Fauci is echoing the famous aphorism in statistics: “All models are wrong, but some are useful.”

So, having seen the fallibility of coronavirus models over the past few weeks, it stands to reason that we should treat climate models with the same skepticism, especially as the time span is so much longer.

Doomsday models predicting imminent climate calamity from the United Nations’ Intergovernmental Panel on Climate Change should not be used to remake our economies on blind faith or to terrify susceptible children like Greta Thunberg.

Computer models are not holy writ. They are just useful tools.

Demonizing legit ‘virus’ voices

An ugly demonization game is being played over the coronavirus.

Vice News has portrayed protests against the lockdown as the dastardly work of “white supremacists and neo-Nazis,” citing alarmist research by an outfit called Site Intelligence.

And Fox anchor Sean Hannity has been branded a killer by Vox news for his coverage of the coronavirus, citing a dubious study from the University of Chicago. “Why the finding that Sean Hannity killed people is disturbingly plausible,” wrote Vox.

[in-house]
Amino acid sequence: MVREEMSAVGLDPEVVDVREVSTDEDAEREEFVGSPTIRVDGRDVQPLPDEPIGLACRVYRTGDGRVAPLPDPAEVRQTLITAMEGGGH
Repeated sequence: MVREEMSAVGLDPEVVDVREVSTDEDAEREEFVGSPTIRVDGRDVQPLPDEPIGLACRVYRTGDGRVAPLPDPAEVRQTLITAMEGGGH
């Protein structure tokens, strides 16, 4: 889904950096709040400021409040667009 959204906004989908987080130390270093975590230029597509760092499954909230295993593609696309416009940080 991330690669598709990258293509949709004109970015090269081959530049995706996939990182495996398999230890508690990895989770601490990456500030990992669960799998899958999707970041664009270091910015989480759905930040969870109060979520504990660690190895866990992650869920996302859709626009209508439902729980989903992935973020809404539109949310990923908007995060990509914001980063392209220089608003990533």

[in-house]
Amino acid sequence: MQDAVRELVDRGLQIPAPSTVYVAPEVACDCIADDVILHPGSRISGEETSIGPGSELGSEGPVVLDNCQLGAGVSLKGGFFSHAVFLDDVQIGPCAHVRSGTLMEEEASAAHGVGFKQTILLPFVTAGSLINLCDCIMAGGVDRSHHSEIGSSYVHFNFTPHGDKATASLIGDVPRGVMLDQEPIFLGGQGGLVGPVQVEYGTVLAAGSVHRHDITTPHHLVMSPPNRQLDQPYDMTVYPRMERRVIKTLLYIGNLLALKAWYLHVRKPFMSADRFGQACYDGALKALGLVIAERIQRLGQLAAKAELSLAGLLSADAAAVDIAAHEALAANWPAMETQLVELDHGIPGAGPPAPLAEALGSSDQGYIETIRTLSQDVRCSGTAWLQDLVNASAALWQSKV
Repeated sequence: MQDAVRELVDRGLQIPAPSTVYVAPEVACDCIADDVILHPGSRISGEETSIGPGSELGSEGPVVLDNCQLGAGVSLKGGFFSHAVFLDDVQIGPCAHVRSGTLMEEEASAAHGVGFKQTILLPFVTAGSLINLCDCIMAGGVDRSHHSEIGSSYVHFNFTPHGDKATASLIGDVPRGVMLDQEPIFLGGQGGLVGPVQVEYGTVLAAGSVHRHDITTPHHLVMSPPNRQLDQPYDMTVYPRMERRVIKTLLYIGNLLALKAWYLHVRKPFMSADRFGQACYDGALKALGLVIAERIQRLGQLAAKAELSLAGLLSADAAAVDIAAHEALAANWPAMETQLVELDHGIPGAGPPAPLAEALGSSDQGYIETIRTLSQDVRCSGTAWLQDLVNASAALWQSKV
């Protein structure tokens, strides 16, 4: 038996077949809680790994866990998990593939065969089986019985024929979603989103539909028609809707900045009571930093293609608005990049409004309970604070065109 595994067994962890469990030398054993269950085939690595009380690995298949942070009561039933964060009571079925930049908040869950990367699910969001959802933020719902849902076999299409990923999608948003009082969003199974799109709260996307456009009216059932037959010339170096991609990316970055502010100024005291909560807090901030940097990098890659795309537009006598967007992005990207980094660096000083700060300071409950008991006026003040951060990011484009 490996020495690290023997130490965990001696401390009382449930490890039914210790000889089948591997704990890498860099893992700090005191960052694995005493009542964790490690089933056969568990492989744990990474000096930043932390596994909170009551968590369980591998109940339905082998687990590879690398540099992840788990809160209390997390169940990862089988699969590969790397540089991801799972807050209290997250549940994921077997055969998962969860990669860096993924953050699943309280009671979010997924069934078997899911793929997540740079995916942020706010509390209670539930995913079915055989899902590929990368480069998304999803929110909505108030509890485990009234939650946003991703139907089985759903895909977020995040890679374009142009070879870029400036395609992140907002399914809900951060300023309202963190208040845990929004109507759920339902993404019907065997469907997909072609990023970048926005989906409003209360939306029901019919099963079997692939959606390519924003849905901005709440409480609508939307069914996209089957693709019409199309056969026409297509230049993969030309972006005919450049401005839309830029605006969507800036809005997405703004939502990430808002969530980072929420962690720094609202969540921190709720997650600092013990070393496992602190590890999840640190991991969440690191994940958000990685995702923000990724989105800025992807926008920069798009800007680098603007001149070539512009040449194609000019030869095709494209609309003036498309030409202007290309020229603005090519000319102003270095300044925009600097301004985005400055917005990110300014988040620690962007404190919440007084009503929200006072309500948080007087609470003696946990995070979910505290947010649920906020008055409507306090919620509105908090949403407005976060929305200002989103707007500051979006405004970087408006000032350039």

This willful slander is pointlessly destructive.

NYCHA workers left imperiled

It’s all very well for Mayor Bill de Blasio to hand out free masks, meals, tablets and high-speed internet services to residents of New York City Housing Authority complexes.

But what about looking after the city workers risking their health to service NYCHA buildings that have become coronavirus hot spots?

Painters, plumbers, cleaners and caretakers complained for weeks about having to enter apartments without masks to make repairs.

Even after their unions intervened two weeks ago, the workers haven’t yet been provided with proper N95 masks.

Instead, they are handed a “flimsy paper mask” at the start of a shift, says one worker.

He claims his colleagues are “dropping like flies . . . More and more call out sick every day.

“Four men that I worked directly alongside, riding elevators with and inspecting stairwells with, have been hospitalized.

“I am unable to visit my family any longer for fear of exposing them.”

The city should be taking better care of these essential workers, or the problems at NYCHA will only get worse.